Background Hackathons aim to develop solutions to preidentified problem domains and catalyse startup cultures. Recently, the teaching and learning potential of hackathons has also been documented. In this study, we make the case for utilisation of hackathons as an alternative teaching and learning tool geared towards entrepreneurship and as an opportunity for interprofessional integration. Methods This research study followed up with participants from the third hackathon at the Aga Khan University in Karachi, Pakistan. Hack MedEd was about solutions to problems of undergraduate and postgraduate medical education with an emphasis on low-income to middle-income countries. Participant evaluation data were filled at the end of the hackathon and gathered from three focused group discussions (FGDs): immediately before and after the event, a delayed follow-up after 11 months was recorded. Results Of 116 participants, the majority (71%) were under 30 years old, and over half were female. The evaluations provided by hackers were positive overall with a mean score of 4.37 out of 5 on a Likert Scale. During the FGDs, participants spoke positively of the process and felt that, by the end of the hackathon, they had learnt something new. In the delayed follow-up FGD, teams that had undergone incubation expressed that they had gained a critical and simple skillset that they might not have acquired otherwise. Conclusion Hackathons business incubation programmes may be considered an alternative teaching and learning tool - especially for individuals studying or working within the healthcare discipline within low-resource settings.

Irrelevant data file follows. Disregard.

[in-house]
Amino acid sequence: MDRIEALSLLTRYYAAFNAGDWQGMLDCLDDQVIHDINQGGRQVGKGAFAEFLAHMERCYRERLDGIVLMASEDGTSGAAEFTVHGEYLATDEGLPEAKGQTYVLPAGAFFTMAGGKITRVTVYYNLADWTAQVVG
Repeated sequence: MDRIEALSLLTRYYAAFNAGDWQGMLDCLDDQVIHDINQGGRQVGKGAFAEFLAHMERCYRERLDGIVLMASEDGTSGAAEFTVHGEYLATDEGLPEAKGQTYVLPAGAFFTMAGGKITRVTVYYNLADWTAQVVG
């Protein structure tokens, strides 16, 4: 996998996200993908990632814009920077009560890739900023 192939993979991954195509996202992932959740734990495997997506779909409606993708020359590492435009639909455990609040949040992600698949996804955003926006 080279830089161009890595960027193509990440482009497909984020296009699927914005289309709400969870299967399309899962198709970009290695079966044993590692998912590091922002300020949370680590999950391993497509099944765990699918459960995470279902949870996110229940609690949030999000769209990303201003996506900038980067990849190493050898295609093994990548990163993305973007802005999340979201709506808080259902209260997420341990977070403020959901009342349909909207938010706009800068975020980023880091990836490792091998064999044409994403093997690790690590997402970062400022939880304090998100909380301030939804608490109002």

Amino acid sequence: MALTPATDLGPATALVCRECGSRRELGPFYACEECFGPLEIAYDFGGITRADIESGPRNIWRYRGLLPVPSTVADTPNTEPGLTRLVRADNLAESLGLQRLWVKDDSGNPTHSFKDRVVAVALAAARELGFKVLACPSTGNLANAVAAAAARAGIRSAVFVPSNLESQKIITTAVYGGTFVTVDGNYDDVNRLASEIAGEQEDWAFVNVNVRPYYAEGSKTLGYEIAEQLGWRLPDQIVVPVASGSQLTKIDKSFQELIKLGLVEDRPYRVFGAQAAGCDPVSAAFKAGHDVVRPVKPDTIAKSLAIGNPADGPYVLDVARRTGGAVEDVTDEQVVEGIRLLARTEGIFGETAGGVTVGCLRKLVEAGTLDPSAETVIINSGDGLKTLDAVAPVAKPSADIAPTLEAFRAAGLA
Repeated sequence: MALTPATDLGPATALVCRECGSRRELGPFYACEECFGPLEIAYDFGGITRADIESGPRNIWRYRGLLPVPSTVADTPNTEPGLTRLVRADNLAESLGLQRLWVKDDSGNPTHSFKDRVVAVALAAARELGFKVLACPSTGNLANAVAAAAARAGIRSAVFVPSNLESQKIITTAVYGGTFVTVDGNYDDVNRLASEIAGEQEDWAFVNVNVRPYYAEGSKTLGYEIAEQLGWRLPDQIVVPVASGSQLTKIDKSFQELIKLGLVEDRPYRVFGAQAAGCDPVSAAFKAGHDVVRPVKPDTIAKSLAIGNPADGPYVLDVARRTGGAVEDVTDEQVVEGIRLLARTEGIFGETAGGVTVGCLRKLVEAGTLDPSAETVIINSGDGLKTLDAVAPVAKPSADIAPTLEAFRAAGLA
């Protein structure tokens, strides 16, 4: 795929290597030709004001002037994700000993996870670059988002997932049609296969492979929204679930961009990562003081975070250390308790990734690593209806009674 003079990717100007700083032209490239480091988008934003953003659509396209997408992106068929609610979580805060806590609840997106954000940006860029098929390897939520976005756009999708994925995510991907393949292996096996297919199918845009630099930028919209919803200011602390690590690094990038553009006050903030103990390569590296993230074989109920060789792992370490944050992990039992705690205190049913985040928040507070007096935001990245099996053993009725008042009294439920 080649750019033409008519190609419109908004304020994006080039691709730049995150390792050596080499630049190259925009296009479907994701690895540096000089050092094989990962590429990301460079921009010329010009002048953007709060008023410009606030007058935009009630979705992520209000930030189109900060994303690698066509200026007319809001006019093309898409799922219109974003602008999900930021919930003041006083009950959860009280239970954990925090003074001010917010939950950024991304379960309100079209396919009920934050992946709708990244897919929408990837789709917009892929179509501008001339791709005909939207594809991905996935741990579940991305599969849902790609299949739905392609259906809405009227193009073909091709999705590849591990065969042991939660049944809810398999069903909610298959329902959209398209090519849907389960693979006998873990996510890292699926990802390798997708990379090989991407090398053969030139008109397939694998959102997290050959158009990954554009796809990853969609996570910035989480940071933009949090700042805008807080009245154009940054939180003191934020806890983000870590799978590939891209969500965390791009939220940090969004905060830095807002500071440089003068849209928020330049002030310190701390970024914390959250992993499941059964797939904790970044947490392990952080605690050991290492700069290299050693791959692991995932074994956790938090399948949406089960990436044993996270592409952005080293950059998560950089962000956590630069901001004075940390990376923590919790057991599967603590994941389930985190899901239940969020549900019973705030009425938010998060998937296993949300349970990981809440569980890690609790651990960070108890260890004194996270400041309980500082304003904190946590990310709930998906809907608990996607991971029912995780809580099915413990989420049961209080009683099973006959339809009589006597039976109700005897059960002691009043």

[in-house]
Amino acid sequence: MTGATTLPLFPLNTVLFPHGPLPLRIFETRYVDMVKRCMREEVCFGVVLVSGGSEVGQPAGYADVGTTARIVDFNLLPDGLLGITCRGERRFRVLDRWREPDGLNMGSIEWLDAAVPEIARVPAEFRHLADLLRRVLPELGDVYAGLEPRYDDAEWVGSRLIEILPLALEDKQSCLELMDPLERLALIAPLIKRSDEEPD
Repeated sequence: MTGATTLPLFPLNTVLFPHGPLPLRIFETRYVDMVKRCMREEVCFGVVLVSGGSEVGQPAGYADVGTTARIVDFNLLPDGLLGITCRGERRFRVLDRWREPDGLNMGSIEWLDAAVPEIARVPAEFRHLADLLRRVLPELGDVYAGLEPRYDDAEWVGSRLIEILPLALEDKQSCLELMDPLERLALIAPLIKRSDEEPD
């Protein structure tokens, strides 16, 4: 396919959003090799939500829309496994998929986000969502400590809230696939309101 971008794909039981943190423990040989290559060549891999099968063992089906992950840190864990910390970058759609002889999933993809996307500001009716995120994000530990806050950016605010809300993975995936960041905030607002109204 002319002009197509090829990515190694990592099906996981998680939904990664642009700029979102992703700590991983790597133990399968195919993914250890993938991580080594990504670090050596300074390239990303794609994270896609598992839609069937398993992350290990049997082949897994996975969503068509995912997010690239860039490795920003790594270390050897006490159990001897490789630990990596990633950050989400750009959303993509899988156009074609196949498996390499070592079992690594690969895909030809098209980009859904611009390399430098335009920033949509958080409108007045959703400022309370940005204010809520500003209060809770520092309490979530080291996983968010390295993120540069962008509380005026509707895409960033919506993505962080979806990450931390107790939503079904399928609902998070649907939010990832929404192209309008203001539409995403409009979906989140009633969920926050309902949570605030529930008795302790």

- assistive technology